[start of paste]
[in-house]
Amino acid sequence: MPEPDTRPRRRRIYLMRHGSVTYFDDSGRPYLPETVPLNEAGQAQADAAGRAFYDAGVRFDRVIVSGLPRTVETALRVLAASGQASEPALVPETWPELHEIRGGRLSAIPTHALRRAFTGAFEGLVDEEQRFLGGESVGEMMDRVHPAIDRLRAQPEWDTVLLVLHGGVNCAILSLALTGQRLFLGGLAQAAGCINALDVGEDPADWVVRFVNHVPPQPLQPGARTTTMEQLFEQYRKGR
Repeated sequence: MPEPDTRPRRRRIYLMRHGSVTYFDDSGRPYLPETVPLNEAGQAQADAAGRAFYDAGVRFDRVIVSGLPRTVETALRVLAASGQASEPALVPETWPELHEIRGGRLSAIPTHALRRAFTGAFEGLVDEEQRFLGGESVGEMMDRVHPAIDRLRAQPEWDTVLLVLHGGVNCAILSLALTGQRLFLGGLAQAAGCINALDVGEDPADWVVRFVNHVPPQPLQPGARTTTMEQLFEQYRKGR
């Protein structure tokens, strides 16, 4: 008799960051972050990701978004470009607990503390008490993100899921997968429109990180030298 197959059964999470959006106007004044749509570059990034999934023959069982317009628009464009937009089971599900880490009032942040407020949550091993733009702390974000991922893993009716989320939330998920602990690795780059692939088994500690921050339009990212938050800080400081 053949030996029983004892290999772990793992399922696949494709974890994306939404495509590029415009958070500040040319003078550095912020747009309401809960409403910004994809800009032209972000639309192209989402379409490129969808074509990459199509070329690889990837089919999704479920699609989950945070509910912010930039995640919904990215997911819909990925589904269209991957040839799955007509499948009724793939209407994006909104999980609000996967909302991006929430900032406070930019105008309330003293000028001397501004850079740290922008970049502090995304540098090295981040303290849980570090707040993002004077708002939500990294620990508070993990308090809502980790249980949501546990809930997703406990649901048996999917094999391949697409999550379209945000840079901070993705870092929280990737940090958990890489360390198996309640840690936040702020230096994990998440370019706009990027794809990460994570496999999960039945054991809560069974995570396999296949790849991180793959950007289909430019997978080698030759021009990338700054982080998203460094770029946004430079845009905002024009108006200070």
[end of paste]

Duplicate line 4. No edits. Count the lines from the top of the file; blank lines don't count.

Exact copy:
């Protein structure tokens, strides 16, 4: 008799960051972050990701978004470009607990503390008490993100899921997968429109990180030298 197959059964999470959006106007004044749509570059990034999934023959069982317009628009464009937009089971599900880490009032942040407020949550091993733009702390974000991922893993009716989320939330998920602990690795780059692939088994500690921050339009990212938050800080400081 053949030996029983004892290999772990793992399922696949494709974890994306939404495509590029415009958070500040040319003078550095912020747009309401809960409403910004994809800009032209972000639309192209989402379409490129969808074509990459199509070329690889990837089919999704479920699609989950945070509910912010930039995640919904990215997911819909990925589904269209991957040839799955007509499948009724793939209407994006909104999980609000996967909302991006929430900032406070930019105008309330003293000028001397501004850079740290922008970049502090995304540098090295981040303290849980570090707040993002004077708002939500990294620990508070993990308090809502980790249980949501546990809930997703406990649901048996999917094999391949697409999550379209945000840079901070993705870092929280990737940090958990890489360390198996309640840690936040702020230096994990998440370019706009990027794809990460994570496999999960039945054991809560069974995570396999296949790849991180793959950007289909430019997978080698030759021009990338700054982080998203460094770029946004430079845009905002024009108006200070």